Making Donor Acquisition Less Painful

It’s sad but true — direct-mail acquisition usually nets negative dollars. But when organic growth, online efforts and requests for referrals aren’t producing enough new donors to propel your nonprofit to the level you want to be (let alone replace donors lost to attrition), direct-mail acquisition may be critical for long-term survival.

Newly acquired donors should “pay back” your initial loss and future investment in a matter of months. But since nonprofit boards don’t like losing money (even short term), stacking the acquisition deck in your favor is essential.

Not to oversimplify, but your basic costs for a direct-mail acquisition package are copywriting, design, printing and mailing, postage, and the rental of a name. Mailing to deeply lapsed donors and non-giving prospects is a great way to acquire new names, but you eventually need to look outside your database if your goal is significant growth.

These days, there are a lot of restrictions on renting names. Some nonprofits don’t do it, no matter what. Others only exchange — “you can use our list if we can use yours.” Still other nonprofits rent frequently and have a constant source of income from using their lists in this fashion.

You most likely contact a list broker to acquire names — a company that may manage some lists (being the exclusive source for renting those names), but also has solid knowledge of the universe of lists available from other list brokers, how they are performing, who else is renting them, if they are showing signs of decline in terms of productivity, etc. Working with a list broker can be the best “cure” for a lackluster direct-mail acquisition program if you choose the right partner for your project.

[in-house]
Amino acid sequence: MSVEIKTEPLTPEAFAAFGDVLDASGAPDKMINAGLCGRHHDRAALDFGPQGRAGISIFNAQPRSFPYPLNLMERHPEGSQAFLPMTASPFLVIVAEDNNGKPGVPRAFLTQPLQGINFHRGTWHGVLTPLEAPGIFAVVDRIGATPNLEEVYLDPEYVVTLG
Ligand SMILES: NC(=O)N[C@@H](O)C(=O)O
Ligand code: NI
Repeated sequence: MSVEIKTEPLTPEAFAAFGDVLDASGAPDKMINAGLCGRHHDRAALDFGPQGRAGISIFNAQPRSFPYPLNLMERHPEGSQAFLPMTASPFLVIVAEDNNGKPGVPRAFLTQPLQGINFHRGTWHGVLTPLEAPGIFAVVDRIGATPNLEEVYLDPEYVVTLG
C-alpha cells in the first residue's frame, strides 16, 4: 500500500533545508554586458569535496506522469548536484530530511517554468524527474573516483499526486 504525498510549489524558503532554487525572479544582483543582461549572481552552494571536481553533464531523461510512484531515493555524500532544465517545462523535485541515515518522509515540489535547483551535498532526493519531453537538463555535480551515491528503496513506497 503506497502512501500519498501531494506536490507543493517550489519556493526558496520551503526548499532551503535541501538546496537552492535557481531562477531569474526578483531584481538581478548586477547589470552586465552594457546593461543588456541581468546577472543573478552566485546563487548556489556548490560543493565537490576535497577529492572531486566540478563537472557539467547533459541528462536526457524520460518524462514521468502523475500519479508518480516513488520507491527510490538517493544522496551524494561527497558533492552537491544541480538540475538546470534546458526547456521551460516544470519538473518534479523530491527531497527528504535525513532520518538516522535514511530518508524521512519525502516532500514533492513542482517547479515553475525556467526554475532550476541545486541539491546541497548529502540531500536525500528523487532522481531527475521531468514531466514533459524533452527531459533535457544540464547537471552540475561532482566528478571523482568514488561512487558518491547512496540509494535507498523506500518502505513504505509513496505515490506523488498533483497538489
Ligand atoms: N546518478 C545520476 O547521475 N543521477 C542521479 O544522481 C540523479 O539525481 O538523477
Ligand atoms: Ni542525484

Information about YOU is key
Your list broker is not psychic; give him or her as much information as you can about your letter copy, your offer, your mission, your acquisition history, your current donors and your goals for the mailing.

“The more I know about the message of each package, the type of package, copy points, premiums or freemiums, and the ask level, the better I can tailor my list recommendations and selects,” says Donna Packer, president of Packer List Inc.

Why? Because some lists respond better to premiums, others are great for offers under $10, some work best for liberal causes and so on. Your broker needs to have an insatiable hunger for information about you, and that hunger must turn into creative list recommendations that the broker is prepared to defend.

It’s a competition, but you want to win
You expect a list broker to bring value to the table. But you still want to give him or her past results from lists you’ve previously rented. A broker studies these to identify trends, see what kinds of lists worked best for different offers, spot untapped or underutilized categories of lists that look promising — in short, give you recommendations for lists to rent that can improve your bottom line. Even looking at your historic results, it’s doubtful any two brokers will come back with identical selections. But without that history, their recommendations won’t be the best they can be.

Don’t let price be your main criteria